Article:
Are there other things I can do to stop the peeing?

Yes. This is such a common problem that there are physical therapists who specialize in rehabbing the pelvic floor. It’s a type of therapy that’s been around for almost 20 years in the United States and is fairly common in Germany and France, but still isn’t something most women have heard about. Pelvic floor physical therapists work with patients to evaluate and strengthen the pelvic floor muscles and get them back into shape — just like a regular physical therapist would do for a bicep or shoulder injury. Pelvic floor therapy is sometimes covered by health insurance; contact your insurance carrier to see if they’ll pay for some or all of the treatment.

What does pelvic floor physical therapy involve?

During your first visit, the therapist will start by evaluating your pelvic floor muscles to see what they’re doing (or not doing). This involves an internal and external exam to check muscle tone and function to see how well those muscles contract and relax. While the internal exam may sound daunting, it’s very quick and much less invasive than the OB-GYN exams most women have during pregnancy. Some patients aren’t able to contract their pelvic floor muscles at all in the beginning, so the therapist will use electrical stimulation to help the muscle contract (it doesn’t hurt). Sometimes women will need to work on flexibility of the muscles first before they can be strengthened for control.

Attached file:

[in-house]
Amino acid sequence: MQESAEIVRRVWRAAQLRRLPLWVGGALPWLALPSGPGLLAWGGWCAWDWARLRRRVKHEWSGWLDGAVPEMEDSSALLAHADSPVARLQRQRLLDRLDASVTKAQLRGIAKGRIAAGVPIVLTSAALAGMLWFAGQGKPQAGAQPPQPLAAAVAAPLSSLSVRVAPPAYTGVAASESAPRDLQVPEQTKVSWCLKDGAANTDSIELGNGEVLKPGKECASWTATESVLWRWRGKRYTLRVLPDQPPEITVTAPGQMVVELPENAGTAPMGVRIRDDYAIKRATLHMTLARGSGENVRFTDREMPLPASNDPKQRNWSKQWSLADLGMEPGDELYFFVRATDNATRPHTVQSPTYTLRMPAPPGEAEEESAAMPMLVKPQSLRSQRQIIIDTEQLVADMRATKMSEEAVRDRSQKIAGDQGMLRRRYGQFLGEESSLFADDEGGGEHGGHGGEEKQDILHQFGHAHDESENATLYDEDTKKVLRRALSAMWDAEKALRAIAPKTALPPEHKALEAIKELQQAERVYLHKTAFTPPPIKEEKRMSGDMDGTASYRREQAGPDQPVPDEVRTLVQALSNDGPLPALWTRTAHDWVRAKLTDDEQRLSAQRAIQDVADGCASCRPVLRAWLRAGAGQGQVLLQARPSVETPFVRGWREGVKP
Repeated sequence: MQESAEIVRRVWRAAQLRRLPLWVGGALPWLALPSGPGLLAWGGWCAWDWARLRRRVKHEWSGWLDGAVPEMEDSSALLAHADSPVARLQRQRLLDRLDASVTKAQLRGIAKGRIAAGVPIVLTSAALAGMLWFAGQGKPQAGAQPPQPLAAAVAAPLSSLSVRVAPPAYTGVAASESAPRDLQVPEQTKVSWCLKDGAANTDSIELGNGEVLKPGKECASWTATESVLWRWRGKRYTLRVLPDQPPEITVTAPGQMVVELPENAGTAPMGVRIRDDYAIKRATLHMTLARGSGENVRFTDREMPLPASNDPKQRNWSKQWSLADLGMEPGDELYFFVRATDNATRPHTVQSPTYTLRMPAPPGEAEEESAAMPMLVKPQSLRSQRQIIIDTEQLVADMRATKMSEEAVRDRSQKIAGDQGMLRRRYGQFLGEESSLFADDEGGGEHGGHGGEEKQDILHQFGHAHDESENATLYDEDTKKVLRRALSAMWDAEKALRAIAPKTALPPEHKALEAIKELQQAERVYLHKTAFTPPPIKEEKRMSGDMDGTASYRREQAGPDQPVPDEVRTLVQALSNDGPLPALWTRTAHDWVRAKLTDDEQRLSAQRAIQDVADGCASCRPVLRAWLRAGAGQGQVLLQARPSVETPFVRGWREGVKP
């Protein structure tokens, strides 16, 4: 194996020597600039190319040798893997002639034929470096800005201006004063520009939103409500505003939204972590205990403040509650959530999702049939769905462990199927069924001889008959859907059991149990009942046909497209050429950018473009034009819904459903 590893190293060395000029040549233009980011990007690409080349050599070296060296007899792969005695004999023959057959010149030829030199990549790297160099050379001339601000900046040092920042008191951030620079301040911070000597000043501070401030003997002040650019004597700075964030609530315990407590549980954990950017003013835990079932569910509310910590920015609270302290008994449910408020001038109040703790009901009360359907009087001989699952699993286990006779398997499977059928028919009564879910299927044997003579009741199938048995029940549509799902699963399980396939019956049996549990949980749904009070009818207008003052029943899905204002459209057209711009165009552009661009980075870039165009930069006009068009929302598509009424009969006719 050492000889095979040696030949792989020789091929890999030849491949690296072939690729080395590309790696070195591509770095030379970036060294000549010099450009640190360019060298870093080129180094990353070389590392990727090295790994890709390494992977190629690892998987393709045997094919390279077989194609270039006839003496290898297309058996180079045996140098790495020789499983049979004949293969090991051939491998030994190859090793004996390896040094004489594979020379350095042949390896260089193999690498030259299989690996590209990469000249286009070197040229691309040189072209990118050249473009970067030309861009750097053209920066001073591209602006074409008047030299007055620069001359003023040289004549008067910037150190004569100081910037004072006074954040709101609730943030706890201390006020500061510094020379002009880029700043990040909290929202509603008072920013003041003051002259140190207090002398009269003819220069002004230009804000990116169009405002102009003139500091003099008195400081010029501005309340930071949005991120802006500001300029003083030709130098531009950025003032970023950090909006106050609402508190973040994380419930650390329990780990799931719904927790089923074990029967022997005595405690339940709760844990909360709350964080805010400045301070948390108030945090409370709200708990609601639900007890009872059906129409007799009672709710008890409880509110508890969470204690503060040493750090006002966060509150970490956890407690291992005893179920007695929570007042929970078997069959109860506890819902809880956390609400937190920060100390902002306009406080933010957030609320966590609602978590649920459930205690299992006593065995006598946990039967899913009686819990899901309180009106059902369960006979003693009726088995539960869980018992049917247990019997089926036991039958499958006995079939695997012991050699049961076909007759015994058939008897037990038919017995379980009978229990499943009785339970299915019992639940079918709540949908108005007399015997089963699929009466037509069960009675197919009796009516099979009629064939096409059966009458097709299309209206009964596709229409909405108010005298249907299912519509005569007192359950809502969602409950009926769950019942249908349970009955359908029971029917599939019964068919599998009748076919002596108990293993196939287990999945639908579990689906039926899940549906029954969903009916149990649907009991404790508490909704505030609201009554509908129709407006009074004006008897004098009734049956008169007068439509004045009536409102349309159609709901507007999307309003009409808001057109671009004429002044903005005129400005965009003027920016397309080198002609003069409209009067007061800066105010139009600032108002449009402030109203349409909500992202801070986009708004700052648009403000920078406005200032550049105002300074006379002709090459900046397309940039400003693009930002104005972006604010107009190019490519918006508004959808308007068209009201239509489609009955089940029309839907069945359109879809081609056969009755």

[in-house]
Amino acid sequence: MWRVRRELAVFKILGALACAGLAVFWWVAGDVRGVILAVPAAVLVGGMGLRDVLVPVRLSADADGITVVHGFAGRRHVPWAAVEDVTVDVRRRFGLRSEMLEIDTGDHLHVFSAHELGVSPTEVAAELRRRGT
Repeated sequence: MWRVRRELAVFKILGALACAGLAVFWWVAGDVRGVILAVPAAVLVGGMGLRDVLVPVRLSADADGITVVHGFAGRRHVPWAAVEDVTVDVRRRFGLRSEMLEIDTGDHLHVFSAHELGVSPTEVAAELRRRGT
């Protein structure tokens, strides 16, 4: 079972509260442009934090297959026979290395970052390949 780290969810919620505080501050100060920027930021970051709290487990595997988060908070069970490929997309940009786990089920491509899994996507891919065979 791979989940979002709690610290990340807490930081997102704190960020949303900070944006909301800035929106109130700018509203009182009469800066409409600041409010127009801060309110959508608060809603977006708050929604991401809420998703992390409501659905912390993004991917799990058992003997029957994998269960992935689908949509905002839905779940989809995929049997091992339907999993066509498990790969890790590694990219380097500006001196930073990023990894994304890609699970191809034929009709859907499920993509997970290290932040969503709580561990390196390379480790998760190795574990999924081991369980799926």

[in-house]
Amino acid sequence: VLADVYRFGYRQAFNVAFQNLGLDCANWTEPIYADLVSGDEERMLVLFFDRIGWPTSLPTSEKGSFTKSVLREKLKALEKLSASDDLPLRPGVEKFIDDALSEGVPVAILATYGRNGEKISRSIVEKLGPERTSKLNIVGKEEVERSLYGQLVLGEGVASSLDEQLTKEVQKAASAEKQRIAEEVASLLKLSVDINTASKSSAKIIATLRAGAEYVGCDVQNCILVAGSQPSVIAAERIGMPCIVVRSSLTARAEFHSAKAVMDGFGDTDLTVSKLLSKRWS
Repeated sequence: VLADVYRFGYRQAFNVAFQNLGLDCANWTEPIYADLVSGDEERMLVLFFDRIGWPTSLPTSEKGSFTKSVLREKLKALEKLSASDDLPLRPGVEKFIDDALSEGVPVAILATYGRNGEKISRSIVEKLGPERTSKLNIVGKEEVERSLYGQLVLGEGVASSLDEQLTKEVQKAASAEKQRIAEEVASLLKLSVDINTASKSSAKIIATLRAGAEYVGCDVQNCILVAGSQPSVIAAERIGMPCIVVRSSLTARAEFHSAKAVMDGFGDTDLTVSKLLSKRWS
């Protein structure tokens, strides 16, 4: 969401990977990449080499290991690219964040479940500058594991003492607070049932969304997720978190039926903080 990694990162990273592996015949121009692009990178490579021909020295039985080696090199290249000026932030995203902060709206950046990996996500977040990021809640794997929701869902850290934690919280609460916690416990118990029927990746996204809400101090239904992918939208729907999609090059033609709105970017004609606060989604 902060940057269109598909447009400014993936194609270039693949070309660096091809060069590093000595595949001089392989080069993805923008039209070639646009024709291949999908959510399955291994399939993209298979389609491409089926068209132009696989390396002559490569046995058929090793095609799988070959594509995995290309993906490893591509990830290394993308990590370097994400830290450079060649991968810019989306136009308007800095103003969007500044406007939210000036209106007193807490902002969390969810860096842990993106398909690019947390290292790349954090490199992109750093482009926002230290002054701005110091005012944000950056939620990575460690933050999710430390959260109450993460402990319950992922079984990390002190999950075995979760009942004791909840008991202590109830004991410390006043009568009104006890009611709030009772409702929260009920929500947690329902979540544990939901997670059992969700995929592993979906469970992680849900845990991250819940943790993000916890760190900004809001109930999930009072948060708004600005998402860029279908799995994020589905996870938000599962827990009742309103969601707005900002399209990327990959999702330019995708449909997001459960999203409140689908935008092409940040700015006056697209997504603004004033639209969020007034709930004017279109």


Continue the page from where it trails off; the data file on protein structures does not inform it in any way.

You and the therapist might go over a diagram showing the anatomy of that region, since it’s helpful to see exactly what muscles you’ll be working to strengthen and how they’re all connected.

The therapist will show you how to isolate and contract the right pelvic floor muscles through a series of exercises (including true Kegels) that can be done at home. The therapist will work with you to make sure each exercise is being done properly and may use surface electrodes that show on a screen whether the right muscles are engaging for each one (since it can be hard to feel). Some exercises will work on endurance contractions to hold your bladder for a longer time (like during a run) and others work on quickly engaging those muscles (like when you feel a sneeze coming). The exercises don’t require any special equipment — just your body — and take just two to three minutes, three times a day to complete. You might start in an easy seated position to get a hang of the exercises, then advance to doing them in practical scenarios such as standing in line at the grocery store, lunging at the gym, or carrying a toddler and a laundry basket at the same time while going up the stairs.